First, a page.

1.3 In-school management

The in-school management team comprises the principal, the deputy principal, five assistant principal teachers and eleven members of staff with special duties. The school is led most effectively by a diligent and committed principal who provides strong leadership in both curricular and organisational matters. He has overseen the development of the school to its current enrolment with great enthusiasm and dedication. He has succeeded in creating a very positive school atmosphere and displays commendable knowledge of educational issues and achievement levels throughout the school. The principal demonstrates a strong commitment to the development of transparent and accountable procedures and is evidently open and respectful in his dealings with staff, pupils and parents.

 

The principal and deputy principal were appointed to the school when it first opened in 2000. In the interim, the school has developed to an extent whereby the deputy principal does not have assigned teaching duties, thereby enabling her to fulfil her management duties with great efficiency. It is evident that she has worked tirelessly towards the successful development and improvement of the school. The manner in which the principal and deputy principal collaborate is commendable. They have agreed respective areas of responsibility and have a shared vision for the curricular and organisational progress of the school. They communicate systematically with staff and maintain visible leadership and presence among the school community at all times.

 

The principal is supported by a dedicated and very professional in-school management team. The school has established an effective management structure around three layers of management involving first, the principal, secondly, the senior management group and thirdly, the full in-school management team. Management tasks are defined clearly at each level and communication is a very strong feature of this management structure. The duties of members of the team reflect the priority needs of the school and they are reviewed regularly to ensure that they continue to reflect changing priorities. High expectations are set for post-holders as is demonstrated by the way management targets are set for each post-holder and progress is reported upon regularly at management meetings. There is close collaboration between the members of the senior management group to provide very effective curricular and administrative leadership both at individual and at corporate levels. Curricular innovation is both encouraged and led carefully and it is noted that curriculum leadership roles are fulfilled with noteworthy success. The administrative documentation including administrative policies, roll books and pupil records are maintained with the utmost care and attention.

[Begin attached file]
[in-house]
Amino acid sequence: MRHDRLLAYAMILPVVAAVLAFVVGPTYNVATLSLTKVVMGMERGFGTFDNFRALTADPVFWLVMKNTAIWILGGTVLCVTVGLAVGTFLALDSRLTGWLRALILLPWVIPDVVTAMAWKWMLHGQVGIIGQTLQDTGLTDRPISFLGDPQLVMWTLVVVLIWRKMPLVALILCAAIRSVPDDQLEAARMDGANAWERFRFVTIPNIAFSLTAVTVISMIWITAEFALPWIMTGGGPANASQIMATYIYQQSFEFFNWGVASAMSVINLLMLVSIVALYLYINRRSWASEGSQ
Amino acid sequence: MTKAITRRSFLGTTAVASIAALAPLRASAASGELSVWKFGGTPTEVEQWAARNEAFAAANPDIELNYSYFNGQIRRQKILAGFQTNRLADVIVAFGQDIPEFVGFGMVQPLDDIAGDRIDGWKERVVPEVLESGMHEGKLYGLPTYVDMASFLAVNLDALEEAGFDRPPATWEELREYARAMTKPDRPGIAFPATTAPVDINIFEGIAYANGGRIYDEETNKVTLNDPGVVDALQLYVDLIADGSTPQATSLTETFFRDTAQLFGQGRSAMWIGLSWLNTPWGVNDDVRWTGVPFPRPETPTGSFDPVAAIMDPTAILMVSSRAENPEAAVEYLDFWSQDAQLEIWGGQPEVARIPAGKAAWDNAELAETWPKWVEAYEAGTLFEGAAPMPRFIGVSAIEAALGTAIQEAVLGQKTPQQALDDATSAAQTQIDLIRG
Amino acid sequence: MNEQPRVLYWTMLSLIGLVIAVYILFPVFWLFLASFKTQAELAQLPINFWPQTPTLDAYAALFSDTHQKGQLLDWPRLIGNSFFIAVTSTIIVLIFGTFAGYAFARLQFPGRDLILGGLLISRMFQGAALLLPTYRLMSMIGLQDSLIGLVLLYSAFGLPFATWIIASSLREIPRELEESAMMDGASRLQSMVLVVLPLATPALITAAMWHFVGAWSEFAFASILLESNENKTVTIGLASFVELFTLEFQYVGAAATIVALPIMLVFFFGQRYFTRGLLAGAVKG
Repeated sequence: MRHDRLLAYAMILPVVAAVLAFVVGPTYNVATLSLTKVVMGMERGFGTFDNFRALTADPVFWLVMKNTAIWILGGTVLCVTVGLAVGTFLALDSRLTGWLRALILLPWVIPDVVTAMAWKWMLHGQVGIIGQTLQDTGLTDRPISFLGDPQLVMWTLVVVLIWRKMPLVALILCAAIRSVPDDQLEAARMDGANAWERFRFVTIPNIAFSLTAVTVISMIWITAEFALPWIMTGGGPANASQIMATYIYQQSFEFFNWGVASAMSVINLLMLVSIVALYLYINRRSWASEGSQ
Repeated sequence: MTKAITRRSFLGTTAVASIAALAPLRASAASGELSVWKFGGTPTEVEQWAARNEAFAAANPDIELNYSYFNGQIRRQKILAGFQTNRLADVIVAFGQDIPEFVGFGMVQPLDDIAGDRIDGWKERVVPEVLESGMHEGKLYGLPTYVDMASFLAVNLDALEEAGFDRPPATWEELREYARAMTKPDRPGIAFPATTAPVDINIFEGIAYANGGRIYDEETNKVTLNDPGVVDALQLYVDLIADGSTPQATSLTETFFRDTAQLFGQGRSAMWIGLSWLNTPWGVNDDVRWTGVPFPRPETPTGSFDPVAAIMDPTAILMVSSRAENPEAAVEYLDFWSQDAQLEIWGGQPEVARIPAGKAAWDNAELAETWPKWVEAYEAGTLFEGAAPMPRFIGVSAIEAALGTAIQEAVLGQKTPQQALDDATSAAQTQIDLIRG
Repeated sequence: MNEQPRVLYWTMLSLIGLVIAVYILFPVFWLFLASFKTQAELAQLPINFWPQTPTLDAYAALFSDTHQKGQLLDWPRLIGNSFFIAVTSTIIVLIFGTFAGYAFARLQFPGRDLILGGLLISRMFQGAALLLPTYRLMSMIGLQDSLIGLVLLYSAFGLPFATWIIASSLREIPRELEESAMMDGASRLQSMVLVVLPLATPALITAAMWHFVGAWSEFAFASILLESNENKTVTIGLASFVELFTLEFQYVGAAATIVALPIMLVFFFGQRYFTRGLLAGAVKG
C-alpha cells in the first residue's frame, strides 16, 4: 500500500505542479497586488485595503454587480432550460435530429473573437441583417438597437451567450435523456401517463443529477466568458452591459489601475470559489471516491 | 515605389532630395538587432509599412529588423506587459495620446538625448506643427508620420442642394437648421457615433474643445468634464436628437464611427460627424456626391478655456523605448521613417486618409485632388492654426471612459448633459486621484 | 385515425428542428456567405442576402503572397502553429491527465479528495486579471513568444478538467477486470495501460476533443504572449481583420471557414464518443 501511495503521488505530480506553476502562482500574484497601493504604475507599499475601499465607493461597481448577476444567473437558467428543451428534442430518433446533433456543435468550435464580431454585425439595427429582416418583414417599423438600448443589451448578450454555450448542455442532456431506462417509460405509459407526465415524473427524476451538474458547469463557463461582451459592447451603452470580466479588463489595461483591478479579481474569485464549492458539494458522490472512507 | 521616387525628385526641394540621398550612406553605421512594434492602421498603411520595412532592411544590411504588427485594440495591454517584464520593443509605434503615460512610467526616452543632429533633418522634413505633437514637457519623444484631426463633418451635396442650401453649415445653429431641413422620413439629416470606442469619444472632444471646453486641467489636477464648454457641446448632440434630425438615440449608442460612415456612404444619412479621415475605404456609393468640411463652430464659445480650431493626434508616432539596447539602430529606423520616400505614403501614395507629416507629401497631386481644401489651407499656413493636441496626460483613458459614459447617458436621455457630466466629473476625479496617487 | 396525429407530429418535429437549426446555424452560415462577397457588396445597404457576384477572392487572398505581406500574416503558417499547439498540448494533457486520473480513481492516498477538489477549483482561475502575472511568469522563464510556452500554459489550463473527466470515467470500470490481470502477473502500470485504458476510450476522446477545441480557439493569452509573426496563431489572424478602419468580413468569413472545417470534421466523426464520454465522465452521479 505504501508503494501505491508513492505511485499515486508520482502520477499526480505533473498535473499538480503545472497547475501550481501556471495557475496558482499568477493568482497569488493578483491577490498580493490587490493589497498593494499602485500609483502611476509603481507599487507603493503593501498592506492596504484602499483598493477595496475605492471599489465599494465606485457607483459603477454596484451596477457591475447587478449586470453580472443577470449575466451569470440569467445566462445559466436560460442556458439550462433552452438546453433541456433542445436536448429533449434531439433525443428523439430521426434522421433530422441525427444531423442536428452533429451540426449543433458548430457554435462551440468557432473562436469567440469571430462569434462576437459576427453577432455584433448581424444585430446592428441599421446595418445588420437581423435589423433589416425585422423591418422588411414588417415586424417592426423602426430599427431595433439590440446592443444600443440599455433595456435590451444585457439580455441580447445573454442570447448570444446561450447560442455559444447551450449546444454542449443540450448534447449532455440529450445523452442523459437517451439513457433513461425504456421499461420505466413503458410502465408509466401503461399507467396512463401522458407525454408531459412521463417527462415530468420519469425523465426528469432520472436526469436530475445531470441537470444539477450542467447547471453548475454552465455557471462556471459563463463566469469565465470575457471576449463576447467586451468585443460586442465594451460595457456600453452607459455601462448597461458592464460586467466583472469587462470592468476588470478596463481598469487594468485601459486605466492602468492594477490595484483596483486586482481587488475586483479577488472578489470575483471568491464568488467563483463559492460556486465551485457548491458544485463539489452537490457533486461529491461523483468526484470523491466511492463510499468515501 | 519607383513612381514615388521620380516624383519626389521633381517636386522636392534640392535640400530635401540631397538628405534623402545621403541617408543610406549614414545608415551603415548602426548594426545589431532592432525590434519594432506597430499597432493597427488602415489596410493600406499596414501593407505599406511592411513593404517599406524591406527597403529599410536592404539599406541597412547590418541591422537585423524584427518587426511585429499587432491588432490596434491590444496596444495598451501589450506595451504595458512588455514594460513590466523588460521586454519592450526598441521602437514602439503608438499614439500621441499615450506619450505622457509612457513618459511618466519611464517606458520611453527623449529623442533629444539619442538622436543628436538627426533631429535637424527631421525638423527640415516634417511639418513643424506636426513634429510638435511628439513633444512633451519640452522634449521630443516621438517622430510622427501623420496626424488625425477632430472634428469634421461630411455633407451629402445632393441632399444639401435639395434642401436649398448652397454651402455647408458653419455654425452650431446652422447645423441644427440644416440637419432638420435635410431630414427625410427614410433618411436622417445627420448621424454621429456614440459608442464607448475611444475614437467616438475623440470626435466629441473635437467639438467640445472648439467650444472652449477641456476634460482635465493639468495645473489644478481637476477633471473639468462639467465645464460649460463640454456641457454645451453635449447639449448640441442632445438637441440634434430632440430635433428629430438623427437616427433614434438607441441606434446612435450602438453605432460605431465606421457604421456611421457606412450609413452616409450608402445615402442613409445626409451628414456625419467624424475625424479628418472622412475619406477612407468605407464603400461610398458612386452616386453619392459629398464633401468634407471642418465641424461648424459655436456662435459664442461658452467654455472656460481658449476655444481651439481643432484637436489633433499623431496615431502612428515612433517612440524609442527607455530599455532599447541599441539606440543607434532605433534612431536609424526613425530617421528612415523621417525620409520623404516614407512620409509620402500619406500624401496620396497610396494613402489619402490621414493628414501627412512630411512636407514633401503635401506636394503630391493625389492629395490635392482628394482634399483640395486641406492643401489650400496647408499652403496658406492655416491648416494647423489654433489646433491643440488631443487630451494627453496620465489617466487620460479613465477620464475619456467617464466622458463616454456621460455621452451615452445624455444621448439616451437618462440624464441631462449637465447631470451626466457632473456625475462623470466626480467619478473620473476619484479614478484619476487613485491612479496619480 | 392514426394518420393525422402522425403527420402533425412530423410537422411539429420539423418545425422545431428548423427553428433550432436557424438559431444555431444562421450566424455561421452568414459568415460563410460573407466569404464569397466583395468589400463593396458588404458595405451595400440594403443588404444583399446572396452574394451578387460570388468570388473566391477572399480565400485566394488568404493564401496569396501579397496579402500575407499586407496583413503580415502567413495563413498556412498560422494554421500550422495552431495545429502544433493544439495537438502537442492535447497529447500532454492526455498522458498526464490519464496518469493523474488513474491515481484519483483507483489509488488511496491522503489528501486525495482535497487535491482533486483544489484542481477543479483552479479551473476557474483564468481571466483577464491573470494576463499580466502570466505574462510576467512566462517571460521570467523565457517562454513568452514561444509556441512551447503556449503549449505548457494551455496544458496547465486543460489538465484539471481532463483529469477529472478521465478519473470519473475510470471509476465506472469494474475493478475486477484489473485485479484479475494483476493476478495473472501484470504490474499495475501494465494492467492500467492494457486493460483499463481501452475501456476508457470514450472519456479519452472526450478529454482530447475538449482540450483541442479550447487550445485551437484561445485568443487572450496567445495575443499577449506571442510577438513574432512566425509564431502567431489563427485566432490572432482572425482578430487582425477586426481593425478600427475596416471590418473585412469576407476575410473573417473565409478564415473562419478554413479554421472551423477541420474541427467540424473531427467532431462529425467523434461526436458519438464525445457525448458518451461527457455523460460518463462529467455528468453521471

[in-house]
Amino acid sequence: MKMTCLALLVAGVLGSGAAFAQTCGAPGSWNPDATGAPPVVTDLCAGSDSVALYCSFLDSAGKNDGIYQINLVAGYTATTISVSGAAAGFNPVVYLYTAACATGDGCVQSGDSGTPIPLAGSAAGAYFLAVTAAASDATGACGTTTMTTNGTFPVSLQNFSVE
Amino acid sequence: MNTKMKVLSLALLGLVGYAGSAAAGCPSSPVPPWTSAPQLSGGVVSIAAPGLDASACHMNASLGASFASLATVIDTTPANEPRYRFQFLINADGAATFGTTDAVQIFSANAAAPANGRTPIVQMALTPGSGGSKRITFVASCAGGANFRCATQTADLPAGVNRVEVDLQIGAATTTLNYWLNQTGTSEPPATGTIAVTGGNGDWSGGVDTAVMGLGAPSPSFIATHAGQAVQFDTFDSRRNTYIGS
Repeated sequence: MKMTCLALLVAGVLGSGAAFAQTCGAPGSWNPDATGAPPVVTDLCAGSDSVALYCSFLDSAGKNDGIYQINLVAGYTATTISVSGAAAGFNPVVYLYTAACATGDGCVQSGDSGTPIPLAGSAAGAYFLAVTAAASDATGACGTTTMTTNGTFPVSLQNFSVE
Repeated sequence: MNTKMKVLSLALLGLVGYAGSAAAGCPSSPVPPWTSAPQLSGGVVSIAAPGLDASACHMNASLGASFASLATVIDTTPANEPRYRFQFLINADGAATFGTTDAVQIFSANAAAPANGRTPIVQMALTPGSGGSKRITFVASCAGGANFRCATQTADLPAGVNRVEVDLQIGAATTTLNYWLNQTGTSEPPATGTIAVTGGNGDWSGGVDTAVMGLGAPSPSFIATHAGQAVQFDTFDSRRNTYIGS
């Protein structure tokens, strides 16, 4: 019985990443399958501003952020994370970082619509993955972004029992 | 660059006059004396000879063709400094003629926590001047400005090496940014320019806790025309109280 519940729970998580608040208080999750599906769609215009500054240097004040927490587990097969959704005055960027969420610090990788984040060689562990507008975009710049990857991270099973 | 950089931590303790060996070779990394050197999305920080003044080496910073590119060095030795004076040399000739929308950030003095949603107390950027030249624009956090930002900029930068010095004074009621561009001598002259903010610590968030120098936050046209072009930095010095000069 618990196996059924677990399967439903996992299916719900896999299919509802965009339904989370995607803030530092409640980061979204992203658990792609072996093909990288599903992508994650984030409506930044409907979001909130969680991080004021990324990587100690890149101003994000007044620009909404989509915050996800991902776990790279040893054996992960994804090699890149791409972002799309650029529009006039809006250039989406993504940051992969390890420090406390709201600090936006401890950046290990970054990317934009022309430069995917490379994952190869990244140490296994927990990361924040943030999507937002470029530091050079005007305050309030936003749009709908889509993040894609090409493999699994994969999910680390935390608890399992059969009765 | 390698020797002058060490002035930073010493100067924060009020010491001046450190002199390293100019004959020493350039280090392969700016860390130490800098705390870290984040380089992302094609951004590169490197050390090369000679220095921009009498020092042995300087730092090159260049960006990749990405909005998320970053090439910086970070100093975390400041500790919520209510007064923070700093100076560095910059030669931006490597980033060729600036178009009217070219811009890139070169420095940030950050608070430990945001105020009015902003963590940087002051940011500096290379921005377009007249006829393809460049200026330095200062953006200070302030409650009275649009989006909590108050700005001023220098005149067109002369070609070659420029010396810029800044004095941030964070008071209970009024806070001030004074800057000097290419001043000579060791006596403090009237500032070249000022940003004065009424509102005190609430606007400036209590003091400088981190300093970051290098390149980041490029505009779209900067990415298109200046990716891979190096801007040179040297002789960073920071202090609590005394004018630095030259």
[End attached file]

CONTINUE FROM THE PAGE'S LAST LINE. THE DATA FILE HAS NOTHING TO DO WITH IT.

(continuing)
The decision making processes in the management team are consultative and open. Needs analysis and policy audits are a feature of the approach of management to policy development. Parents’ views are taken into account and very good procedures are in place for policy formulation. The steps include formulation of the policy by a committee, followed by presentation to staff, discussion and agreement at staff and board levels and finally publication on the school web site. Overall, in this school all management tasks are undertaken in a very responsible manner leading to commendably high quality outcomes.

 

1.4 Management of resources

The talented teaching staff is this school’s primary resource. The board of management and the senior management group demonstrate the value they place on this resource by the many opportunities provided for teachers to develop their expertise. Good emphasis is placed on professional development and many teachers have undertaken post-graduate studies. In addition, the class rotation practice in the school ensures that teachers develop their skills in delivering the curriculum to as wide a range of pupils as possible. An effective mentoring system is in place for new teachers and the deputy principal meets with all new teachers frequently and visits their classrooms on a regular basis

 

The special needs assistants (SNA) are very much part of the school organisation. They attend staff meetings and have separate meetings with the principal, the deputy principal and the special needs co-ordinator to ensure their role for special needs pupils is clear and positive for those pupils. The SNAs maintain daily records of their work with pupils and this is to be commended. A procedure for maintaining these records over a period of time is in place. The school secretary, caretaker and other ancillary staff are valued by teachers and management and all make a valuable contribution to the smooth running of this school.

 

In terms of material resources, this is a well-resourced school. The school can be justifiably proud of its information and communication technology resources including its computer room and the use made of data-projectors to enrich lessons is praiseworthy. There is a good quality class library in most classes with both fiction and non-fiction books. The classrooms are bright and decorated attractively with displays of pupils’ work. There are very good systems in place for the storage and retrieval of resources. The board of management is very supportive in providing funds for additional material.